Most educators in our schools and district offices have gone through their own education without the access and opportunities that exist today. To meet the needs of the learners in our classrooms today and align school with the world we live in, there is a need to embrace new mindsets about learning, along with new tools and resources available to make these shifts across diverse classrooms. As I visit schools I see the extremes that exist from classroom to classroom.
In an effort to “transform learning and teaching”, I often hear people question if teachers are willing to embrace technology, but I think the better question is are we willing to change our expectations for how and what students learn? If we only focus on integrating technology rather than creating powerful learning experiences that align with the type of students we want to develop, we will continue to perpetuate the same norms in education with more expensive tools.
A Tale of Two Classrooms
To understand the the difference between adding technology and powerful teaching and learning, here are two examples of classrooms that currently exist in schools across the country:
In this first classroom, the teacher is calling on her 5th graders, one by one to identify each of state and their geographic location. I talked to one of the students who told me they were learning the states because “the teacher thought it was important to know them” and when I asked if she knew a better way to learn about the states, she pointed to the iPad face down on her desk and said, “the internet?”. As I looked around the room, each of the students had their own iPad that was face down on the desk as they were copying the states from an Atlas into her map packet.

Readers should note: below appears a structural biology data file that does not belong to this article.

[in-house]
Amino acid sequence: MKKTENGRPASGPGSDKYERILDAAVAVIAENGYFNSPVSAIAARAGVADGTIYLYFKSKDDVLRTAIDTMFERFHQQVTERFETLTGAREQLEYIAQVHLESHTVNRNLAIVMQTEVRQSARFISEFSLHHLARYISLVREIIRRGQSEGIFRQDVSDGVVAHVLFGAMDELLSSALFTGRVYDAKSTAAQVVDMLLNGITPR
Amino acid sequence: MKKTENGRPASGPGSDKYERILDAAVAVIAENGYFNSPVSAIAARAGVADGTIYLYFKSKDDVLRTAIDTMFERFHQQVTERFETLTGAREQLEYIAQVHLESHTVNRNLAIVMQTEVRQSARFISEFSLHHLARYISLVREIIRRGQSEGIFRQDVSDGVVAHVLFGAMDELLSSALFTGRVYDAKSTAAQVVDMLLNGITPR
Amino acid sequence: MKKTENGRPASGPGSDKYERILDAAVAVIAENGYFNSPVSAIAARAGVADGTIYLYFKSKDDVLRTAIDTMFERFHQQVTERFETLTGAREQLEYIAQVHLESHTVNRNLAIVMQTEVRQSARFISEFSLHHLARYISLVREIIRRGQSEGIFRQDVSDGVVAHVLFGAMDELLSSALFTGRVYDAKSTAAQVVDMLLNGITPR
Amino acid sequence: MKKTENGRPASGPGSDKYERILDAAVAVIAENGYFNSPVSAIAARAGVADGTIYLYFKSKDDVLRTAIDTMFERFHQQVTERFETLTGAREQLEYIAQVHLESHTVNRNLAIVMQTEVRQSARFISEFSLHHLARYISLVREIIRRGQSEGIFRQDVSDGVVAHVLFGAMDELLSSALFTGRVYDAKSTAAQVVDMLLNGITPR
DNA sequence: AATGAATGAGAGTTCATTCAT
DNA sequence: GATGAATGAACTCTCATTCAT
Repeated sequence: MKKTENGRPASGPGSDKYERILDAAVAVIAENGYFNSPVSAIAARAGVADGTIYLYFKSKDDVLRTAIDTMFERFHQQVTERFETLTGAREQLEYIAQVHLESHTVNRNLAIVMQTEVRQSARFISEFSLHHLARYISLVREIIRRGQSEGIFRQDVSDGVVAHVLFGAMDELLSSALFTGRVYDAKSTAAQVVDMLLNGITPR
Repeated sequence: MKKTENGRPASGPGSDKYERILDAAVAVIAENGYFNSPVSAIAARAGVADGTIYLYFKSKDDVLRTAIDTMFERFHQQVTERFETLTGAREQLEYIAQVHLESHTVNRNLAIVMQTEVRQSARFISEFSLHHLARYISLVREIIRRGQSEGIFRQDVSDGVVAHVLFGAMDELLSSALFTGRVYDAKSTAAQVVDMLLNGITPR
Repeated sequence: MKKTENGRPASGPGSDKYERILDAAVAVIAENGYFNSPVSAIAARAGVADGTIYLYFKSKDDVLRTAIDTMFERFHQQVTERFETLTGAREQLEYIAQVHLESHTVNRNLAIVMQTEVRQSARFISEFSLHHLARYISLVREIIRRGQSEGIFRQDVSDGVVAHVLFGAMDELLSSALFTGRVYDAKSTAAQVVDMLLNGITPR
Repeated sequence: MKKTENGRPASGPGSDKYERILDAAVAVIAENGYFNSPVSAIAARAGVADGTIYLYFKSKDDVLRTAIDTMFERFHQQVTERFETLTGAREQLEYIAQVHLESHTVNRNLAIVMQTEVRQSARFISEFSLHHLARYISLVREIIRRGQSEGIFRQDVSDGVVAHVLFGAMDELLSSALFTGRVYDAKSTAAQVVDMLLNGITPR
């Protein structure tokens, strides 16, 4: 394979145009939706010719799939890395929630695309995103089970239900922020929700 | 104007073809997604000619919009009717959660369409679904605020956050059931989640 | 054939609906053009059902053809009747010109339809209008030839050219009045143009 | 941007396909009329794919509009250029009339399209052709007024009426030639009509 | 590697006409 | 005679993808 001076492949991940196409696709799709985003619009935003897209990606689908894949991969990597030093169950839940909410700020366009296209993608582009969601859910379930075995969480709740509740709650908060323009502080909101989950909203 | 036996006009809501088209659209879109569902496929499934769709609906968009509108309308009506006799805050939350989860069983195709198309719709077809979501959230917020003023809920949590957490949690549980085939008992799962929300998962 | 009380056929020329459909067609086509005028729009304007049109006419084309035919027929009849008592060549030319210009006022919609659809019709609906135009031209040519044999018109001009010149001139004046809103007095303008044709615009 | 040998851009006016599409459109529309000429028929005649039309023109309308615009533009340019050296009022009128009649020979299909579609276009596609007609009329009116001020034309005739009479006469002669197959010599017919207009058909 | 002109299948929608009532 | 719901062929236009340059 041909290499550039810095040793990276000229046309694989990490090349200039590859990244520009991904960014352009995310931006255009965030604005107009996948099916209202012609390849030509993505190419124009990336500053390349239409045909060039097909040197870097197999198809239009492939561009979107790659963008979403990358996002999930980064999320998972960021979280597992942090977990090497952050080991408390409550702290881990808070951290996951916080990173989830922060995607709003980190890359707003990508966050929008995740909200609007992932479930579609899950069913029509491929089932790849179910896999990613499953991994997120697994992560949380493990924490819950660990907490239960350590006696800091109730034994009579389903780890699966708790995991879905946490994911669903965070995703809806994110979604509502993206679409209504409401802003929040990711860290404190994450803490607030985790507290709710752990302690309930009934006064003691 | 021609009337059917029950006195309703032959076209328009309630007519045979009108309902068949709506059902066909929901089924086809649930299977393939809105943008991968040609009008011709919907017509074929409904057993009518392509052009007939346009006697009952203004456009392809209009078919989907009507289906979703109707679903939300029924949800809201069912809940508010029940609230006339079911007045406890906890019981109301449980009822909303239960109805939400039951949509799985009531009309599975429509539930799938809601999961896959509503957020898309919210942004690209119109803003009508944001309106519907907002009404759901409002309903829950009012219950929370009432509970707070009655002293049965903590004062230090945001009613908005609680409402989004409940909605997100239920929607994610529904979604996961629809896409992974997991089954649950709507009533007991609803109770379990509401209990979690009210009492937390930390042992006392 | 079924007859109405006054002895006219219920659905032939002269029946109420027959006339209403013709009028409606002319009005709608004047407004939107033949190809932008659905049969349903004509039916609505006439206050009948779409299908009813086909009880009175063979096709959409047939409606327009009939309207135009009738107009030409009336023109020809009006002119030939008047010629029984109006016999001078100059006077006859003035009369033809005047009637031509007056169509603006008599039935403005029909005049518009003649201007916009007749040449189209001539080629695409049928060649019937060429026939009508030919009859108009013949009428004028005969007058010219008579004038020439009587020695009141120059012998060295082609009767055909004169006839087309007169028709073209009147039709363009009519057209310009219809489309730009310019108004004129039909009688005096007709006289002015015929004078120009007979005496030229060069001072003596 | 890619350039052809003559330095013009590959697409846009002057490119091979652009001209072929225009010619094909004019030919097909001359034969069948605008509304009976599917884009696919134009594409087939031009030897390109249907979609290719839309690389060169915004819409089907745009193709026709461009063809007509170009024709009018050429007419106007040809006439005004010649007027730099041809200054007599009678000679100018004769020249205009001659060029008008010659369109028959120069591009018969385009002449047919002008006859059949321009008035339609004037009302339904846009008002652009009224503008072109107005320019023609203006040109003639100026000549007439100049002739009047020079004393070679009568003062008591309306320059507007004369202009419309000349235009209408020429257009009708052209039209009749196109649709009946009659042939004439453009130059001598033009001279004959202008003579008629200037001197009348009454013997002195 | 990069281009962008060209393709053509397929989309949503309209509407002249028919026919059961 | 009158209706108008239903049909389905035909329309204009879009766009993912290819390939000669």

The benefit of technology is that is can provide new learning opportunities for students that allows them to access and interact with information in better ways than we did without access to such vast resources. Yet this lesson, or some version of this lesson, is still happening in many “21st century” classrooms with an emphasis over compliance and standardization rather than deep personal learning. This example illustrates the challenge that exists in many classrooms when we add on new resources and expectations to an old paradigm of school.
A different model of teaching and learning exists and I am often inspired by so many great teachers like Ms. Kim. In her classroom, a group of 4th grade students are engaged in a project where they are partnering with local business to understand their challenges and design solutions to impact their local community. In this classroom, groups of students are planning a pitch they are about present to the local water board. At the same time another group is designing a website for their business. Other groups are virtually collaborating with their organization to receive feedback on their product and building prototypes. The technology in this class allows all students access to relevant resources and to connect with people to learn, create , share and solve problems (For all the details and student work check out Project Ideate by @mskimcawkwell).
The power of the teacher is not the information she shares but the opportunities she creates for students to learn how to learn, solve problems, and apply what they are learning in meaningful ways.
Designers of Powerful Learning